As I mentioned above - this wasn't a casual listening exercise - we were evaluating the VRX to potentially upgrade - a fairly large expenditure for my church, and we spent a fair bit of time and measuring, tuning, and listening. The difference wasn't subtle. YMMV

For the record, I don't do bar rock where I have to worry about always being on the edge of feedback, so I have the luxury of having a more neutral tuned system.

I played a festival a year ago where the wedges were biamped EAWs. They were "rung out" with 58s and I've never heard such garbage.  Wow.
Title: Re: "Best bang for the buck" line-array system for 12-15k
Post by: Jay Barracato on November 24, 2011, 09:25:03 am
I played a festival a year ago where the wedges were biamped EAWs. They were "rung out" with 58s and I've never heard such garbage.  Wow.

"wrung out" might be better.
Title: Re: "Best bang for the buck" line-array system for 12-15k
Post by: TJ (Tom) Cornish on November 24, 2011, 09:32:31 am
"wrung out" might be better.
Possibly, or even strung out.
Title: Re: "Best bang for the buck" line-array system for 12-15k
Post by: Bob Leonard on November 24, 2011, 10:44:56 am
Tom,
I don't know what you use for keys, but I suppliment our backline with Roland XV-3080 sound modules using all six outputs to seperate instruments. I know what your talking about and agree that the 722 can actually start to growl if pushed really hard. The 725 is actually just the opposite of the 722. The transition from driver to driver is very smooth and the 15s do keys justice in a big way. I actually route B3 and piano to their own seperate channels on the APB pro house and the realism is beyond compare. This is one reason I seperate the backline from the vocals and EQ each instrument independently. Complex in some ways, simplistic in other ways.
Title: Re: "Best bang for the buck" line-array system for 12-15k
Post by: Spenser Hamilton on November 24, 2011, 11:16:01 am
Tom,
I'm not a huge fan of the 722 myself, although they certainly can and will out perform other products of their type and size. I think you may have noticed over the years that I am almost anal where sound quality is concerned. At lower volumes I'll agree the VRX may sound better than the 722. However, I don't feel the same can be said when comparing that same VRX to the 725s, one of the reasons I did not move to the VRX a while back, and the reason I replaced all of my 722s with 725s.

Rule 1: Must Bi-Amp 725.

Rule 2: Read Rule 1
Title: Re: "Best bang for the buck" line-array system for 12-15k
Post by: Chuck Simon on November 24, 2011, 06:40:28 pm
Quote
I've not heard the 725s, but my issue with the 722s was not the low mids, but the high-mid fidelity - 2k and up.

Quote
I know what your talking about and agree that the 722 can actually start to growl if pushed really hard.


The 722 and 725 use the same horn/driver.  The 12" in the 722 or the 15" in the 725 have no effect on 2k and up.  I have never heard my 722's "growl".

I prefer the 12" for midrange.
Title: Re: "Best bang for the buck" line-array system for 12-15k
Post by: Bob Leonard on November 24, 2011, 10:19:08 pm
Rule 1: Must Bi-Amp 725.

Rule 2: Read Rule 1

Why?
Title: Re: "Best bang for the buck" line-array system for 12-15k
Post by: Tim McCulloch on November 25, 2011, 12:08:19 am

Why?

I'm not sure.  Whatever someone may dislike about the 725 is unlikely to get "fixed" solely with bi-amping.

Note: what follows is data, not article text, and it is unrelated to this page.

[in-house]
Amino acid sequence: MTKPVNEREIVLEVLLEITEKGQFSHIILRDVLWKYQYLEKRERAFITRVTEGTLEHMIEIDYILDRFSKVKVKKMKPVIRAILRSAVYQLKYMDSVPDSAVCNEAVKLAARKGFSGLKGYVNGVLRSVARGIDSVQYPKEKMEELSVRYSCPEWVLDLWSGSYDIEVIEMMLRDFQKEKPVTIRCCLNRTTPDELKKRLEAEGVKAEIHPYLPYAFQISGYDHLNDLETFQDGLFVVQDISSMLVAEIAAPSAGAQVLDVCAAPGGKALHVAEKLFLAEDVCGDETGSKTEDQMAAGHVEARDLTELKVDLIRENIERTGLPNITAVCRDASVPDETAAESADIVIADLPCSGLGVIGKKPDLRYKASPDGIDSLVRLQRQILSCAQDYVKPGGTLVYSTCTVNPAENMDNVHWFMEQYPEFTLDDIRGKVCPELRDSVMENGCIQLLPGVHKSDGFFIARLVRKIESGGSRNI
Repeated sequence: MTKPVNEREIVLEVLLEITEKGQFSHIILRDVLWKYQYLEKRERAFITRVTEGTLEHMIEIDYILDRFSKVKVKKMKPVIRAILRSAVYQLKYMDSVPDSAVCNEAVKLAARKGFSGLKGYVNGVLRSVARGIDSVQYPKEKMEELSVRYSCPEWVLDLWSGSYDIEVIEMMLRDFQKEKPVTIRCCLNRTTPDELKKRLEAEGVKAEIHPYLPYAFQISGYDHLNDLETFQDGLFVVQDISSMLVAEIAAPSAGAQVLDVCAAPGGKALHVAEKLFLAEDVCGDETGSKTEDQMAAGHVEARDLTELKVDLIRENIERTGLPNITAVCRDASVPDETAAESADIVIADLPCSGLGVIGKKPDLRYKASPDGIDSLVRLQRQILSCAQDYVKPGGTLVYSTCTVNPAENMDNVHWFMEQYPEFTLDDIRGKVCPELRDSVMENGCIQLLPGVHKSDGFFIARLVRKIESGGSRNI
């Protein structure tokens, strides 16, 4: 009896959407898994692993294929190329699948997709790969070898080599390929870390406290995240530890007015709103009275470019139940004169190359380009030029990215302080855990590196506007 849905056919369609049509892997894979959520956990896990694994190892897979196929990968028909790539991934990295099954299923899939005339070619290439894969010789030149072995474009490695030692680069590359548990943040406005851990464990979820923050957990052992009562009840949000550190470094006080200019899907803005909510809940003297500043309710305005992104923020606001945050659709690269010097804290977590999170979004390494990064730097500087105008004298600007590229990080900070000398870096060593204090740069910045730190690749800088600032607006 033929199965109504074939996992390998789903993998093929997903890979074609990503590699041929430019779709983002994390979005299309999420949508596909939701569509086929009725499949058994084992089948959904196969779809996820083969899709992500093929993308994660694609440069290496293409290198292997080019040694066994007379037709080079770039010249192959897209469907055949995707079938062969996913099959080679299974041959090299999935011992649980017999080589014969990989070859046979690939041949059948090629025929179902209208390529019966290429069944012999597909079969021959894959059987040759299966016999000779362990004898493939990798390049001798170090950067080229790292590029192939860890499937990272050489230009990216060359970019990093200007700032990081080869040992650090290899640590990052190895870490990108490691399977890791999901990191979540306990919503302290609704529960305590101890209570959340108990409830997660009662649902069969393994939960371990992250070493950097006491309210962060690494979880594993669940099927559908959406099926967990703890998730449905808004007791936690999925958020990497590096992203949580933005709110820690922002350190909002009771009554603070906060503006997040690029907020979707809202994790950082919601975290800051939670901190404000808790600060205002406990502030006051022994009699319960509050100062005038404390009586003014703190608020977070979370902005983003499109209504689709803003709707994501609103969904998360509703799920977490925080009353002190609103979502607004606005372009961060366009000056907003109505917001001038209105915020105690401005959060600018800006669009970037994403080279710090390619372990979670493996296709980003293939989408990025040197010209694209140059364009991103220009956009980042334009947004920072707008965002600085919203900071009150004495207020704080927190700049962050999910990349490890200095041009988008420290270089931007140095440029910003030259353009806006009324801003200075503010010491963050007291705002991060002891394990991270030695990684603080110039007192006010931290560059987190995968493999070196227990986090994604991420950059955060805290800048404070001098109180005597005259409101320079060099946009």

Title: Re: "Best bang for the buck" line-array system for 12-15k
Post by: TJ (Tom) Cornish on November 25, 2011, 08:22:04 am
Tom,
I'm not a huge fan of the 722 myself, although they certainly can and will out perform other products of their type and size. I think you may have noticed over the years that I am almost anal where sound quality is concerned. At lower volumes I'll agree the VRX may sound better than the 722. However, I don't feel the same can be said when comparing that same VRX to the 725s, one of the reasons I did not move to the VRX a while back, and the reason I replaced all of my 722s with 725s.
I'll reserve some judgement since I've not listened critically to the 725s, but as Chuck said, as far as I know they have the same tweeter/horn as the 722s.  My complaint of distortion is definitely north of the cones, so I would assume that the 725s would have the same issue that I don't like. 

My dislike of the character of the 722s was not only at loud volume - playing about 85dB revealed the same thing.  For the record - I don't find anything wrong with the SRX series for rock and roll - they are well made and a pile of noise comes out of them.  For the higher fidelity corp/church stuff that I do, they're not at the top of my list.
Title: Re: "Best bang for the buck" line-array system for 12-15k
Post by: Chuck Simon on November 25, 2011, 08:33:56 am
I think we are in agreement, T.J.  If you don't like the high end in the 722, you're not going to like the 725 either.  I found the 932 lacking in a rock and roll type environment, but I think they would sound  great for other applications.
Title: Re: "Best bang for the buck" line-array system for 12-15k
Post by: TJ (Tom) Cornish on November 25, 2011, 08:43:23 am
Tom,
I don't know what you use for keys, but I suppliment our backline with Roland XV-3080 sound modules using all six outputs to seperate instruments. I know what your talking about and agree that the 722 can actually start to growl if pushed really hard. The 725 is actually just the opposite of the 722. The transition from driver to driver is very smooth and the 15s do keys justice in a big way. I actually route B3 and piano to their own seperate channels on the APB pro house and the realism is beyond compare. This is one reason I seperate the backline from the vocals and EQ each instrument independently. Complex in some ways, simplistic in other ways.
I've played keys seriously for over 20 years.  My current axes are a Kurzweil PC3X and a Korg Oasys.  From reading your posts over the years I see how you have pursued guitar tone.  I've taken a similar path on the keys side.